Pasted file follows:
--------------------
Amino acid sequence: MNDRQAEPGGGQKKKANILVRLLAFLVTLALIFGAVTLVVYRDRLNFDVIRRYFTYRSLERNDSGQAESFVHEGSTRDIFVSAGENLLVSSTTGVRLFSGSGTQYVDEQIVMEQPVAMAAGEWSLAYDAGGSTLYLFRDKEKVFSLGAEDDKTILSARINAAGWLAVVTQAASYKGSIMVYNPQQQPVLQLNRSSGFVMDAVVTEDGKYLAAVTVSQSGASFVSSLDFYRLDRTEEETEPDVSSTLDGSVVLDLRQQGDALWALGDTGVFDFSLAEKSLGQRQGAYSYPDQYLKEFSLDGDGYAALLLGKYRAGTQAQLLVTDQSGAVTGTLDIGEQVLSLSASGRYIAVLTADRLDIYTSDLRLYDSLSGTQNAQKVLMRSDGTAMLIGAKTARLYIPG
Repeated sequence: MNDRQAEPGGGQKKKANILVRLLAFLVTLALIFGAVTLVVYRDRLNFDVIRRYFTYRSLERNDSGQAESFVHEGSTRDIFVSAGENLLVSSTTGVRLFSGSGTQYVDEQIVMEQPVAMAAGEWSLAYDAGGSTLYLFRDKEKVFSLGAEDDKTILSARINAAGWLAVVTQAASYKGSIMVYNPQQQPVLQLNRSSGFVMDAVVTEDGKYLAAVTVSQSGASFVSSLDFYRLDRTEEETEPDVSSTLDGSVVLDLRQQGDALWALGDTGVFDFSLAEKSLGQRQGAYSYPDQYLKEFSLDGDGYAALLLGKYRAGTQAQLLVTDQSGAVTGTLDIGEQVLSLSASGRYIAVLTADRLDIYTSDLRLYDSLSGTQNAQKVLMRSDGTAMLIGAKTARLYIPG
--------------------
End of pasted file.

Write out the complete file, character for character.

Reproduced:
Amino acid sequence: MNDRQAEPGGGQKKKANILVRLLAFLVTLALIFGAVTLVVYRDRLNFDVIRRYFTYRSLERNDSGQAESFVHEGSTRDIFVSAGENLLVSSTTGVRLFSGSGTQYVDEQIVMEQPVAMAAGEWSLAYDAGGSTLYLFRDKEKVFSLGAEDDKTILSARINAAGWLAVVTQAASYKGSIMVYNPQQQPVLQLNRSSGFVMDAVVTEDGKYLAAVTVSQSGASFVSSLDFYRLDRTEEETEPDVSSTLDGSVVLDLRQQGDALWALGDTGVFDFSLAEKSLGQRQGAYSYPDQYLKEFSLDGDGYAALLLGKYRAGTQAQLLVTDQSGAVTGTLDIGEQVLSLSASGRYIAVLTADRLDIYTSDLRLYDSLSGTQNAQKVLMRSDGTAMLIGAKTARLYIPG
Repeated sequence: MNDRQAEPGGGQKKKANILVRLLAFLVTLALIFGAVTLVVYRDRLNFDVIRRYFTYRSLERNDSGQAESFVHEGSTRDIFVSAGENLLVSSTTGVRLFSGSGTQYVDEQIVMEQPVAMAAGEWSLAYDAGGSTLYLFRDKEKVFSLGAEDDKTILSARINAAGWLAVVTQAASYKGSIMVYNPQQQPVLQLNRSSGFVMDAVVTEDGKYLAAVTVSQSGASFVSSLDFYRLDRTEEETEPDVSSTLDGSVVLDLRQQGDALWALGDTGVFDFSLAEKSLGQRQGAYSYPDQYLKEFSLDGDGYAALLLGKYRAGTQAQLLVTDQSGAVTGTLDIGEQVLSLSASGRYIAVLTADRLDIYTSDLRLYDSLSGTQNAQKVLMRSDGTAMLIGAKTARLYIPG